These recommendations were made in hopes of restoring tourism and to counterbalance the loss of millions of jobs witnessed in the travel sector. Member countries of the UNWTO are expected to provide free, universally available, and non-discriminatory COVID-19 certification to their citizens.

The Recommendations for Vaccine Certificates

The UNWTO recommended that every vaccine certificate have three main features.  The first is data protection for individuals using vaccine passports.  The second is availability of the certificate in paper and digital format.  The third is discontinuation of vaccine passport schemes as soon as COVID-19 is no longer considered a public health emergency.

Let’s look at these recommendations in detail:

1.     Data Protection

Multiple countries worldwide have launched some form of vaccination certificate. Whether these certificates are paper or digital-based, the issue of privacy and data protection continues to concern people.

The pandemic has taught us just how eager criminals are to exploit the pandemic to benefit themselves. Data has been a major target for these criminals, allowing them to gain access to sensitive personal, financial, and health information.

COVID-19 vaccination certificates may become a permanent fixture in our lives to allow access to public venues and travel.  This raises concerns about how safe our health data is from criminals.

Some of the recommendations for ensuring data protection in COVID-19 certificates include:

  • Having a lawful basis, legitimate use, and fair processing of vaccine certificates; stakeholders should process personal data in a non-discriminatory manner.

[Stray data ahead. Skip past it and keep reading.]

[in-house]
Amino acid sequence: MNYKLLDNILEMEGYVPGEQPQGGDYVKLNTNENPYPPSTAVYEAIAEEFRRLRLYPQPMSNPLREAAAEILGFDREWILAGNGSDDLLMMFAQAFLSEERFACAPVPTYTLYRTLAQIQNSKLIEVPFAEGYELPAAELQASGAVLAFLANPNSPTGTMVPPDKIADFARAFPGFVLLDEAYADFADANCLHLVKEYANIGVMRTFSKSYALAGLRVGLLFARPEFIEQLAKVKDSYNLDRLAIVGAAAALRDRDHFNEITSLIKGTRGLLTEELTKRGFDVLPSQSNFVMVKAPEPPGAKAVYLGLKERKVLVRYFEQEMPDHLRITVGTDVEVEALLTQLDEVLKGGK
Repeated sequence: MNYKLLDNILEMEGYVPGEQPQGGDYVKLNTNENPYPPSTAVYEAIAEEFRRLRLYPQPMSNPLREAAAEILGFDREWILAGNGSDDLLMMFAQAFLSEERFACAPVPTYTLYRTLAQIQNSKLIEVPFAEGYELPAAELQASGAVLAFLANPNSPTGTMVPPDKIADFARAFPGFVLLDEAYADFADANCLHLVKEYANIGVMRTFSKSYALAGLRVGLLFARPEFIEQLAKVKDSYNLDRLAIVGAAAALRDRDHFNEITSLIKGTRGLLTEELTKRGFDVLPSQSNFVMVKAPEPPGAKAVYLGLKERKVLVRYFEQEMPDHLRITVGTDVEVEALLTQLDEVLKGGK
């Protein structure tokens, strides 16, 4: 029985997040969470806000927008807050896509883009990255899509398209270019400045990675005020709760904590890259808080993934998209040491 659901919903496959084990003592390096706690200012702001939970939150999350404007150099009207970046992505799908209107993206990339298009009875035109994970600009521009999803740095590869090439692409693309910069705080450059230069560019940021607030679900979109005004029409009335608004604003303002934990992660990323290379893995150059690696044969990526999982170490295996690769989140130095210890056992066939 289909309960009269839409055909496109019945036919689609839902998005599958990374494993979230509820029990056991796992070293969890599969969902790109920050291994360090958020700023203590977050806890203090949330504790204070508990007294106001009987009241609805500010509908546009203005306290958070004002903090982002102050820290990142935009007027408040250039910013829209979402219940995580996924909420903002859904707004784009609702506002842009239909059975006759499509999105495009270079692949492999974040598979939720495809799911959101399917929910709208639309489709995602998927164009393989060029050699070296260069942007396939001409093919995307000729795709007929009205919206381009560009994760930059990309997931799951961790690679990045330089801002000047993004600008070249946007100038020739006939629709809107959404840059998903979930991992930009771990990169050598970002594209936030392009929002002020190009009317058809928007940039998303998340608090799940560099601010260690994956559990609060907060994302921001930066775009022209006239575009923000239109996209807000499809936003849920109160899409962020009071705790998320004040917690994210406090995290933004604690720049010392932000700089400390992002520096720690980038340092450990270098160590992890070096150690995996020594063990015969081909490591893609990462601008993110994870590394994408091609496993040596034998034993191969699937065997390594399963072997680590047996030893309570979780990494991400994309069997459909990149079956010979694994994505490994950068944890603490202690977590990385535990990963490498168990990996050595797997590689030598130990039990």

• Implementing GDPR principles such as data minimization, purpose limitations, and impact assessment.
  • Constant assessment of the privacy and security measures used for vaccine passports to ensure they still serve their intended purposes.
  • Transparently and clearly outlining processes for citizens to allow them to exercise their data protection rights.
  • Governments and COVID-19 vaccine certificate developers should develop criteria that ensure data is not stored for longer than necessary.
  • The data processed in creating the vaccine certificate should be confidential and only accessible to explicitly authorized personnel.
  • Safeguards should protect data from unnecessary usage during international data transfers with third countries.

2.     Multiple Formats

In addition to data protection and privacy concerns, the use of COVID-19 certificates raises concerns of discrimination against certain groups. Most countries have not vaccinated their entire populations.  Therefore, there is a  danger of discrimination against minorities, migrants, and people from low-income groups, who are more likely to be unvaccinated.

Creating different formats of COVID-19 vaccine certificates helps avoid discrimination against people who cannot access digital format vaccine certificates. Thus, for example, maintaining some availability of paper-based certificates could minimize the disadvantage towards them.

3.     Discontinuation When No Longer Needed

The WHO recommends constant monitoring of vaccine certificate efforts to assess the outcomes of these efforts. During monitoring, stakeholders should identify data and efforts that they should continue, modify, or stop.

Additionally, when the threat of COVID-19 no longer persists, governments should end the requirements for vaccine passports.

 Final word

COVID-19 vaccination certificates seem to be the best way to allow the safe resumption of public activities and international travel. The UN and other key stakeholders have taken steps to guide the best practices and recommendations for vaccine passports.  This is in response to the growing concerns of privacy and discrimination that could arise from the use of these certificates.